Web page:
In late June I decided to relax with some fiction, but I found it hard to treat the book in question as fiction when I realized how much it was about a dimension of the SS that I have a special interest in, and recently wrote about, the Ahnenerbe.

Since I wrote my blog post SS-Division "Schwarze Sonne" I have written an article about some previously unknown details about a lecture in Stockholm by Ahnenerbe leader Herman Wirth. The visit has not been unknown, already back then in 1935 papers wrote about it, but several details were until this summer unknown. Thanks to a recent Norwegian book, Jakten på Germania (The Hunt for Germania), and some research of my own e.g. in the Royal Library in Stockholm, I was able to write that piece, alas yet only in Swedish.

I reckon I may eventually write a proper article about the Stockholm lecture in English too, but I can immediately divulge that the lecture by Wirth was presented by the Manhem Society, a kind of club for both Swedish ultranationalists and national socialists. However, the locale of the meeting is pretty surprising, the main office of the Swedish Society of Medicine - in the very city centre.

Although Wirth's Stockholm speech is missing in Heather Pringle's Ahnenerbe book The Master Plan there are more Swedish aspects in that book that to my mind by now should have caught the attention of Swedish thriller writers. Thus I was a bit disappointed by the new and very hyped novel Strindberg's Star by Jan Wallentin, a Swedish journalist and now also author.

Jan Wallentin has chosen to make up a drama largely taking place in Sweden. A drama largely connected to the Ahnenerbe, but Wallentin has made very little use of the real Swedish aspects of the Ahnenerbe. This confounds me.

Strindberg's Star has some good qualities, I would say that the diving scenes that the book starts with are simply brilliant thriller writing. I also like the way that Wallentin almost plausibly connects Andrée's Arctic balloon expedition of 1897 with WWI and the "black sun" of the SS.

I think it is no wonder that the book has already been translated into several languages, e.g. German (not yet English AFAIK). Here is a video in German presenting the basic plot of the book:



Sadly, IMHO the author overdid things, mainly by moving away from the realism of the first parts into some kind of new age fantasy of his own. I mean, the novel already had enough esoteric stuff on the pages about the really existing Karl Maria Wiligut and the Ahnenerbe.

Jan Wallentin has a really good point though, about the only known real black sun, the one in the Wewelsburg. Why on earth is so little known about why this symbol was chosen for such a significant spot within the Wewelsburg? Wallentin provides an answer to this riddle but can not be in earnest. His reply is just pure fiction. But why no other black suns before 1946? That is, aside from the one under the Bismarck monument in Hamburg, which is not identical with the Wewelsburg black sun, only similar to it. BTW why the black sun under the Bismarck monument? And who put it there?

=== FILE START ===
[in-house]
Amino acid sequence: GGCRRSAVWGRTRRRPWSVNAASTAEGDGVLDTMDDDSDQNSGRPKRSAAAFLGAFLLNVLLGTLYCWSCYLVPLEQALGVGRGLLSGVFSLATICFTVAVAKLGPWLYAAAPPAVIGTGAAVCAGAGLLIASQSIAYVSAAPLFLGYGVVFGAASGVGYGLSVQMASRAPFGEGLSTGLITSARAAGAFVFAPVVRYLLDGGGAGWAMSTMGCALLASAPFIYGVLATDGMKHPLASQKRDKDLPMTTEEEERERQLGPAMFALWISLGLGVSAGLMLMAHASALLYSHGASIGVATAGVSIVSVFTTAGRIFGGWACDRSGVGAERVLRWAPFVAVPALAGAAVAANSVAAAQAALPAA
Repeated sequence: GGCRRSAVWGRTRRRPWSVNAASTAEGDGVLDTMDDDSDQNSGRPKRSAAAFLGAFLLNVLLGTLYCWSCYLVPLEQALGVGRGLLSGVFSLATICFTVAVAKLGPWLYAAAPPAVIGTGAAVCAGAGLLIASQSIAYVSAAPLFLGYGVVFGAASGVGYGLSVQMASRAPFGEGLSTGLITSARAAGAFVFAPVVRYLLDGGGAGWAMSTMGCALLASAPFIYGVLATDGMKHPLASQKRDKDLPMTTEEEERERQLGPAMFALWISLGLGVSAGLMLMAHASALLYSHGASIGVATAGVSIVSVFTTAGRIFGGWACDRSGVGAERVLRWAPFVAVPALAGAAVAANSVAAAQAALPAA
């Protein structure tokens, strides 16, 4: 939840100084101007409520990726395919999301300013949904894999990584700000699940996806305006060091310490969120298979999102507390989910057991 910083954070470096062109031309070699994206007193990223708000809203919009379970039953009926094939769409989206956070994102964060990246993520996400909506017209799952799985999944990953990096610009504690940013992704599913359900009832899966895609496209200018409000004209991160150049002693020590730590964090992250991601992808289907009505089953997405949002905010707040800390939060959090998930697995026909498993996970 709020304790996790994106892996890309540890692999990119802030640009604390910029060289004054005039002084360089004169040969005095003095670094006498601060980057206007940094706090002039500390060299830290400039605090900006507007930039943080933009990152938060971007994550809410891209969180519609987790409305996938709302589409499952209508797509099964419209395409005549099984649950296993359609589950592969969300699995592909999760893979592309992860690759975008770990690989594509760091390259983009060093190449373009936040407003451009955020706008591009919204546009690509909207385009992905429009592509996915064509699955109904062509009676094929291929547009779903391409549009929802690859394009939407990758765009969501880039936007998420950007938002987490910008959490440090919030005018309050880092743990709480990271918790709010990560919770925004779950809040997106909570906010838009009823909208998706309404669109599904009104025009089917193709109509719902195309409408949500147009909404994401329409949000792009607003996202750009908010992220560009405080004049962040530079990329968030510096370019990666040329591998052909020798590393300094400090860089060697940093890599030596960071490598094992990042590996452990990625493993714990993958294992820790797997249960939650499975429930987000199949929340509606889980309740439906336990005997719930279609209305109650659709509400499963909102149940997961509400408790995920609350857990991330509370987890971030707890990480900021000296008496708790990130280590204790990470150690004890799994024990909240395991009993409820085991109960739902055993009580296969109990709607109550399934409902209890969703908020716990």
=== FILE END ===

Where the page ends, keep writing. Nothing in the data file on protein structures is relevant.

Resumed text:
Speaking about Nils Strindberg's star I might add that his relative August Strindberg did have a very strong relationship to a symbol, but it was not a star. His tombstone reads "O Crux Ave Spes Unica" (O Cross, Be Greeted, Our Only Hope).

P.S.
There is another modern novel focused on the Black Sun of the SS. The title is simply The Black Sun and it was written some years ago by James Twining. I read it with some satisfaction but must confess that I do not recall much of the plot.

Thursday, July 14, 2011

"Band of Bruders"?!



In "Band of Brothers," there is a scene where one of the paratroopers is passing a group of German POW's and shouts to them "Where are you from boys?!" And one of the POW's responds in perfect English "I'm from Eugene, Oregon." What the...what's an American doing in the German Army?


Well, guess what, a fan of the famous TV series has made a small but impressive film about one of the Americans in the German Army: Fred Treiber (1922-2008). The name of the production is "Project Edelweiss". May I humbly suggest another name, half in jest: "Band of Bruders" ;-)

Fred Treiber was assigned to the Gebirgsjägers (mountain troops) and ended up fighting in the Caucasus. But the above scenes take place during a Gebirgsjäger training climb in the alps.

I don't understand if there is more coming, I would like to know more about Mr. Treiber, like if he returned to the US after the war and if he during the war perhaps also served in Scandinavia? Here is a longer version of the film and here a slide show of the same hike. Still, I hope a yet longer one with more info about Mr. Treiber will be made. Perhaps the film's director, Patrick Kiser, might read this and could inform some more? Well done, Mr. Kiser, hope to see some more films from your camera.

As I have stated earlier, these kind of films both impress me and make me a bit worried, not least as they are getting so similar to the wartime newsreels that some viewers, especially in the future, may take them for the real thing, clips from the German Wochenschau.